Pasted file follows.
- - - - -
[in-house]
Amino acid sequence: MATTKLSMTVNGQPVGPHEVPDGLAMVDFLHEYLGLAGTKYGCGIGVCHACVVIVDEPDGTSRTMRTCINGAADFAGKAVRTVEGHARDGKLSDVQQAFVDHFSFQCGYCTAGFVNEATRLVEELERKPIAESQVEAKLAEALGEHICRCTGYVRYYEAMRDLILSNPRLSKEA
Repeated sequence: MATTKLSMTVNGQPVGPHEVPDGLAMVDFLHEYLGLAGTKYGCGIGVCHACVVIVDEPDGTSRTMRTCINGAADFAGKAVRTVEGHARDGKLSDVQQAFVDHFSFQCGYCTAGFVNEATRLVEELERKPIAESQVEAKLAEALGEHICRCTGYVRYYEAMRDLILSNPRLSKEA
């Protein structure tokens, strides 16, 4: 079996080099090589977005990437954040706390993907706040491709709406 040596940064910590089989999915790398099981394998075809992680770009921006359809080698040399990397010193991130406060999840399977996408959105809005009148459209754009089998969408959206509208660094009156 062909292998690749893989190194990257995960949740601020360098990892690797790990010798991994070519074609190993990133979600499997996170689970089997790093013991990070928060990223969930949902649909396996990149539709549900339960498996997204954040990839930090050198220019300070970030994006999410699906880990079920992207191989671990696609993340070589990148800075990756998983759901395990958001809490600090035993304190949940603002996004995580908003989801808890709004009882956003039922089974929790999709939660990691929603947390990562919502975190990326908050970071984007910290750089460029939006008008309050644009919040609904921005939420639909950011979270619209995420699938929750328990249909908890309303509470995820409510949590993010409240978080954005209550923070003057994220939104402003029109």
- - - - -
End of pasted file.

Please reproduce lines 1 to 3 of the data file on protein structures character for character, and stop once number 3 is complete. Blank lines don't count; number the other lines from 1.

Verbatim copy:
[in-house]
Amino acid sequence: MATTKLSMTVNGQPVGPHEVPDGLAMVDFLHEYLGLAGTKYGCGIGVCHACVVIVDEPDGTSRTMRTCINGAADFAGKAVRTVEGHARDGKLSDVQQAFVDHFSFQCGYCTAGFVNEATRLVEELERKPIAESQVEAKLAEALGEHICRCTGYVRYYEAMRDLILSNPRLSKEA
Repeated sequence: MATTKLSMTVNGQPVGPHEVPDGLAMVDFLHEYLGLAGTKYGCGIGVCHACVVIVDEPDGTSRTMRTCINGAADFAGKAVRTVEGHARDGKLSDVQQAFVDHFSFQCGYCTAGFVNEATRLVEELERKPIAESQVEAKLAEALGEHICRCTGYVRYYEAMRDLILSNPRLSKEA